The current hydrocarbon draft would allow foreign investors to bid on PSAs with the government for Iraqi areas with untapped oil resources. Of Iraqi's 115 billion barrels of proven oil reserves, only about 40 billion have been developed thus far. The draft law specifies that the PSAs would last for 30 years or more. Petro concerns covet Iraqi oil's high quality and the low per-barrel extraction costs from its proximity to the surface.
Up for Bid
The country's oil stakes may be even bigger than they appear. Some energy analysts believe that Iraq's western desert area may hold as much as another 100 billon barrels.
The prospect of foreign petro investment, though, has reignited charges that oil acquisition was a major factor in the Iraq invasion. Some of the sharpest criticism came from U.S. Rep. Dennis Kucinich after the GAO's report. The watchdog group told Congress that Iraq's government is making "unsatisfactory progress" in enacting and implementing a hydrocarbon law.
"Central to the coercive [congressional] benchmarks is the privatization of Iraq's oil, a wholesale theft of nearly $30 trillion of Iraq assets," Kucinich charged. "This is what the war was about, and the administration and the Congress continue to pressure Iraq to give away the wealth of their nation to U.S. companies."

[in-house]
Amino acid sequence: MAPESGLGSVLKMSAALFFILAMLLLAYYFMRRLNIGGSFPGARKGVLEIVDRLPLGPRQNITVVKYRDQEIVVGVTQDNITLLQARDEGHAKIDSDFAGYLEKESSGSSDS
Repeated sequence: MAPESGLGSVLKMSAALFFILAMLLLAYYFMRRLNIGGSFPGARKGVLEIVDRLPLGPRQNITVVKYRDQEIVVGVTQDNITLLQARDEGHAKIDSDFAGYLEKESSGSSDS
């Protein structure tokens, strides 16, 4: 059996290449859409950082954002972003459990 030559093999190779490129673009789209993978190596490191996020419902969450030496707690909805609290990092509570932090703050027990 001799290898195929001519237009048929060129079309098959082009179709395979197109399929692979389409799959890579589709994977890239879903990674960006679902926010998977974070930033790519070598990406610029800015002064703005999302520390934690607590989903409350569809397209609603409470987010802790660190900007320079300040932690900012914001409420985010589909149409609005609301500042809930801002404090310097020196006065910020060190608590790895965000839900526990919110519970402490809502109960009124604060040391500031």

But supporters of a hydrocarbon law assert that private investment is essential to reinvigorate the nation's battered oil industry. And, they add, the legislation's revenue-sharing would eliminate the economic rationale for dictatorship.
If the legislation passes – and that's not a sure thing – Iraq will still have to harmonize the oil contracts signed during Saddam Hussein's reign with the new law. Iraq has indicated that it will renegotiate a pact with China National Petroleum Corp. for the al-Ahdab oil field. But the government says it's disinclined to uphold Russian firm Lukoil's contract for the West Qurna fields. The Lukoil agreement was canceled in 2002.
Foreign oil operations could also face labor stoppages. Saddam spearheaded the 1987 passage of a law that outlawed trade unions. The new Iraqi constitution adopted in 2005 guarantees "the right of forming and joining professional associations and unions." To date, though, no legislation has been approved outlining how such groups would be organized.
Iraqi Oil Minister Hussein Shahrastani banned unions from participation in the government's discussions about the new hydrocarbons law. "These unions have no legal status to work within the state sector," he explained.
Iraqi unions have consistently opposed